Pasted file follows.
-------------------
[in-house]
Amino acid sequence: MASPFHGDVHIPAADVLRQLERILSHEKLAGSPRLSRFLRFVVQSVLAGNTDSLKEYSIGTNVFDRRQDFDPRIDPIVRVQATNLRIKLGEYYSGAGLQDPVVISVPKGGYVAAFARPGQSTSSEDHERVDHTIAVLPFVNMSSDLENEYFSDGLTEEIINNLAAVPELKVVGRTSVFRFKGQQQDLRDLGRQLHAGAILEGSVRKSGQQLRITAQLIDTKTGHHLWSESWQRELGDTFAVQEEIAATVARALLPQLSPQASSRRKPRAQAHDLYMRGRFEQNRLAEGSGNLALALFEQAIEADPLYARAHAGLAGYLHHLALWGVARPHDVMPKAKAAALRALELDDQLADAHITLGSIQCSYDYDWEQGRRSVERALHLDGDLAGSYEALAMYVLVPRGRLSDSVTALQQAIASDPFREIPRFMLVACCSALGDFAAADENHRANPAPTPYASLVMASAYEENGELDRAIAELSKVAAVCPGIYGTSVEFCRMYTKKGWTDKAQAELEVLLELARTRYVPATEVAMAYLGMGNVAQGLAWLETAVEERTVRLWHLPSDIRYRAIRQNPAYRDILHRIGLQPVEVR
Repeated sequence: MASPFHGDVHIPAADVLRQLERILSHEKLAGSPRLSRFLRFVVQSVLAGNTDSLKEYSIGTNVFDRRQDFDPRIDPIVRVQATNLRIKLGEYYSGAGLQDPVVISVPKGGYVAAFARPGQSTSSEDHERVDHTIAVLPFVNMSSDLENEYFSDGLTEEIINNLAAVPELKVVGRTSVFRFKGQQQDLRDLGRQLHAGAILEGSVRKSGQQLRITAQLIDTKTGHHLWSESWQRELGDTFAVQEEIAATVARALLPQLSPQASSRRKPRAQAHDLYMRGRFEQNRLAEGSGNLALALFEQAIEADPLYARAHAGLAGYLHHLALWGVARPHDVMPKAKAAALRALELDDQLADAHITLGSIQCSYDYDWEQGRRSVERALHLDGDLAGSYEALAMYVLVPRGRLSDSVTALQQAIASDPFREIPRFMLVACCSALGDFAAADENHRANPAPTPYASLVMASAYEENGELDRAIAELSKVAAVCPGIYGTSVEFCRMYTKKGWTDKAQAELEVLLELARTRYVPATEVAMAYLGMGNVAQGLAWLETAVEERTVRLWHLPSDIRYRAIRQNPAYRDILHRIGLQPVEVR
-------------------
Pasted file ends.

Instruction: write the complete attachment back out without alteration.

[in-house]
Amino acid sequence: MASPFHGDVHIPAADVLRQLERILSHEKLAGSPRLSRFLRFVVQSVLAGNTDSLKEYSIGTNVFDRRQDFDPRIDPIVRVQATNLRIKLGEYYSGAGLQDPVVISVPKGGYVAAFARPGQSTSSEDHERVDHTIAVLPFVNMSSDLENEYFSDGLTEEIINNLAAVPELKVVGRTSVFRFKGQQQDLRDLGRQLHAGAILEGSVRKSGQQLRITAQLIDTKTGHHLWSESWQRELGDTFAVQEEIAATVARALLPQLSPQASSRRKPRAQAHDLYMRGRFEQNRLAEGSGNLALALFEQAIEADPLYARAHAGLAGYLHHLALWGVARPHDVMPKAKAAALRALELDDQLADAHITLGSIQCSYDYDWEQGRRSVERALHLDGDLAGSYEALAMYVLVPRGRLSDSVTALQQAIASDPFREIPRFMLVACCSALGDFAAADENHRANPAPTPYASLVMASAYEENGELDRAIAELSKVAAVCPGIYGTSVEFCRMYTKKGWTDKAQAELEVLLELARTRYVPATEVAMAYLGMGNVAQGLAWLETAVEERTVRLWHLPSDIRYRAIRQNPAYRDILHRIGLQPVEVR
Repeated sequence: MASPFHGDVHIPAADVLRQLERILSHEKLAGSPRLSRFLRFVVQSVLAGNTDSLKEYSIGTNVFDRRQDFDPRIDPIVRVQATNLRIKLGEYYSGAGLQDPVVISVPKGGYVAAFARPGQSTSSEDHERVDHTIAVLPFVNMSSDLENEYFSDGLTEEIINNLAAVPELKVVGRTSVFRFKGQQQDLRDLGRQLHAGAILEGSVRKSGQQLRITAQLIDTKTGHHLWSESWQRELGDTFAVQEEIAATVARALLPQLSPQASSRRKPRAQAHDLYMRGRFEQNRLAEGSGNLALALFEQAIEADPLYARAHAGLAGYLHHLALWGVARPHDVMPKAKAAALRALELDDQLADAHITLGSIQCSYDYDWEQGRRSVERALHLDGDLAGSYEALAMYVLVPRGRLSDSVTALQQAIASDPFREIPRFMLVACCSALGDFAAADENHRANPAPTPYASLVMASAYEENGELDRAIAELSKVAAVCPGIYGTSVEFCRMYTKKGWTDKAQAELEVLLELARTRYVPATEVAMAYLGMGNVAQGLAWLETAVEERTVRLWHLPSDIRYRAIRQNPAYRDILHRIGLQPVEVR